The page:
Speed de­mon



FRENCH, Ger­man, Span­ish, Ital­ian, Ja­panese or just Eng­lish with a heavy ac­cent.

The con­ver­sa­tions in the park­lands crowd last night, for the end of the women’s 2018 Tour and the be­gin­ning of the men’s event, lit­er­ally gave voice to the Tour Down Un­der’s growth over 20 years – from an Aussie at­tempt to em­u­late great world cy­cling events over­seas to be­ing very much among them.

While The Ad­ver­tiser didn’t have a mul­ti­lin­gual re­porter avail­able to eaves­drop, we’re pretty cer­tain ev­ery­one was once again hav­ing a great time at Aus­tralia’s great­est cy­cling race and what is now one of its most sig­nif­i­cant in­ter­na­tional sport­ing events.

That was sup­ported by some words we could un­der­stand, even if they were from a for­eign land of sorts – Queens­land.

The Mc­Carthy clan was in from Mary­bor­ough and found a spot on the Wake­field Rd start/fin­ish line to cheer on 25-year-old Jay Mc­Carthy, the BORA– hans­grohe rider who was third in last year’s Tour and a ris­ing tal­ent on the Euro­pean cir­cuit.

Mc­Carthy mar­ried high school sweet­heart Kerri, 26, just three months ago and while she fol­lows him around the world, she es­pe­cially loves our Tour, which she has at­tended seven times.

“It’s huge for Aus­tralian cy­cling,” Mrs Mc­Carthy told The Ad­ver­tiser, adding that this city’s em­brace of the sport was some­thing of a mo­rale booster for recre­ational cy­clists as well as ath­letes.

She thinks the Tour en­cour­ages greater aware­ness of cy­clists on the roads and it’s clear she puts safety ahead of sport­ing tri­umph.

“There’s been so many tragedies and with my hus­band be­ing a cy­clist I just don’t want to see those things hap­pen to any­one,” she said.

The suc­cess of the Tour was a “push for­ward” for cy­cling in­Aus­tralia as a way of life. “More peo­ple now know cy­clists as friends or in their fam­ily group, so it be­comes more re­lat­able for them,” Mrs Mc­Carthy said.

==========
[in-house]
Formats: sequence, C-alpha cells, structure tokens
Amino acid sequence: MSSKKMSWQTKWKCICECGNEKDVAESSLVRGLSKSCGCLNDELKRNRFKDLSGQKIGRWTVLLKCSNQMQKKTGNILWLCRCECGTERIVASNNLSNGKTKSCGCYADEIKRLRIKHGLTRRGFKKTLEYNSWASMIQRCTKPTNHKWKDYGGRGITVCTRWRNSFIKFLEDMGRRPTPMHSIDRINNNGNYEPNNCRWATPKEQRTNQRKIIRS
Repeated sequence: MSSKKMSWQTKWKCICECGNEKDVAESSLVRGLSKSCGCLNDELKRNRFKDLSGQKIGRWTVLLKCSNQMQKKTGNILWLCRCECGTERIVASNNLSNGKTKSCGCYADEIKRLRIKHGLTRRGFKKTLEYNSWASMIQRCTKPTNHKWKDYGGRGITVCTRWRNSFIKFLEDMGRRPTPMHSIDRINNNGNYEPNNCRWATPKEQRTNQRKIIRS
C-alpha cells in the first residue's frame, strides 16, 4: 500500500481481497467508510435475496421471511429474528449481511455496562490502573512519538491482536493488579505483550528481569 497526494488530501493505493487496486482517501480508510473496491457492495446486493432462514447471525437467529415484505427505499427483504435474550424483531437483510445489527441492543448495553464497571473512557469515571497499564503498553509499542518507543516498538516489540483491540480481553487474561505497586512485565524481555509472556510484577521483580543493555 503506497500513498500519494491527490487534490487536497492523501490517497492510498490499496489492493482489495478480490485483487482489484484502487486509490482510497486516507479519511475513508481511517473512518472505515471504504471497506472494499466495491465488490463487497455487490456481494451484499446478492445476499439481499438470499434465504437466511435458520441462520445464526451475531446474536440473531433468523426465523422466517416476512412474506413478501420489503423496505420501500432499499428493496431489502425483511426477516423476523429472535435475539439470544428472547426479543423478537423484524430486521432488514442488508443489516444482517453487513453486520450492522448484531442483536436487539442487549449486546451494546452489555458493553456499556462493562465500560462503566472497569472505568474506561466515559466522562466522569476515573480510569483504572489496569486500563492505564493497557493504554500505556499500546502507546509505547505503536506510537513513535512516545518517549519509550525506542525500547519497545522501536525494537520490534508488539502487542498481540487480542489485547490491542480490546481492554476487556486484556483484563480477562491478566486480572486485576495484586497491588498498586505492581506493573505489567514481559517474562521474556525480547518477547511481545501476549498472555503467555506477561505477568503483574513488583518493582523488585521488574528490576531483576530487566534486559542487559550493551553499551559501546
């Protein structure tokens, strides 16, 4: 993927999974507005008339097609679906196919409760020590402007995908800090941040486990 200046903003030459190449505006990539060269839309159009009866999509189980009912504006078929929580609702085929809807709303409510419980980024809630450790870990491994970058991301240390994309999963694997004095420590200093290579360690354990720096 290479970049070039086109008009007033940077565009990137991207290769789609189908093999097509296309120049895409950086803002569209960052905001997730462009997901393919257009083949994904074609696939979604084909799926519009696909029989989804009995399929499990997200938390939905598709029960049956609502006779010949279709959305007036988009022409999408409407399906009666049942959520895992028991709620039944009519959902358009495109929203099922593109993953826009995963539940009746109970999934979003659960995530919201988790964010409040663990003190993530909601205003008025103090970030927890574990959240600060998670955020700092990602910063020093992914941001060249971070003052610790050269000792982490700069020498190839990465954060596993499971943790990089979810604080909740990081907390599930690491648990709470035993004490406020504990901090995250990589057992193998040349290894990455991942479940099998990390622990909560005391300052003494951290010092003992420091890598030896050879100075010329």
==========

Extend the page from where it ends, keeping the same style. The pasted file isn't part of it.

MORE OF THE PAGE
For all its na­tional and in­ter­na­tional fame, the Tour re­mains a spe­cial event for South Aus­tralia, and South Aus­tralians. Yes­ter­day’s fes­tiv­i­ties kicked off with the Bupa Fam­ily Ride, which re­turned to the Peo­ple’s Clas­sic cir­cuit used by the pro rid­ers and let fam­i­lies have their day in the per­fect Ade­laide sum­mer sun.

Next came the Peo­ple’s Choice Undies Run, al­ways more of a mo­bile party than an ath­letic event and again fir­ing a pos­i­tive com­mu­nity mood as 1600 runners in skimpy out­fits cel­e­brated rais­ing more than $100,000 to “kick bowel can­cer’s butt”.

The crowd was al­ready swelling by the time the se­ri­ous cy­cling be­gan with the fi­nal stage of the Women’s Tour. Al­though the fans were scat­tered around the cir­cuit that par­tially fol­lows the roads made fa­mous by For­mula One and V8 Su­per­car rac­ing, you could tell they were there when a nasty crash was re­played on gi­ant video screens and a col­lec­tive groan could be heard through the eu­ca­lypts.

As that race ended and Amanda Spratt was de­clared 2018 women’s cham­pion, thou­sands more peo­ple were teem­ing east from the city to see the 20th men’s tour be­gin.


SPRINTER SUPREME: Peter Sa­gan cel­e­brates af­ter win­ning the Tour Down Un­der Peo­ple’s Choice Clas­sic in Ade­laide’s East End last night.

POWER DOWN: The in­ter­na­tional pelo­ton surges through Ade­laide’s East End streets dur­ing the Peo­ple's Choice Clas­sic to be­gin the 2018 San­tos Tour Down Un­der.

Pic­ture: TOM HUNT­LEY

THRILLING: Lyla, 8, and her brother Kalan, 10, cheer on the rid­ers in the Peo­ple's Choice Clas­sic last night.

YOUNG GUNS: A begin­ner, above, and a fu­ture racer, top, in the Peo­ple's Choice ride.

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